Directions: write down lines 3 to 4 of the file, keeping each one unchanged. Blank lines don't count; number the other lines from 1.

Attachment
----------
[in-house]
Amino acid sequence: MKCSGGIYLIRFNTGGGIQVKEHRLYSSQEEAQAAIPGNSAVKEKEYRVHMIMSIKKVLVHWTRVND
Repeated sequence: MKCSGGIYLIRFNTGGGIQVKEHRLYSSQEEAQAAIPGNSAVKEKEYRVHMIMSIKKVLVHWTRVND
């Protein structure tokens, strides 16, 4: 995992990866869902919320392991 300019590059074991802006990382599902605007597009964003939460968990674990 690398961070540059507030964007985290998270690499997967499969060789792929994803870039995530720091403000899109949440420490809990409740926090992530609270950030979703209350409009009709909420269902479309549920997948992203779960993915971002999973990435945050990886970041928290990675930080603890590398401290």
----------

Repeated sequence: MKCSGGIYLIRFNTGGGIQVKEHRLYSSQEEAQAAIPGNSAVKEKEYRVHMIMSIKKVLVHWTRVND
């Protein structure tokens, strides 16, 4: 995992990866869902919320392991 300019590059074991802006990382599902605007597009964003939460968990674990 690398961070540059507030964007985290998270690499997967499969060789792929994803870039995530720091403000899109949440420490809990409740926090992530609270950030979703209350409009009709909420269902479309549920997948992203779960993915971002999973990435945050990886970041928290990675930080603890590398401290």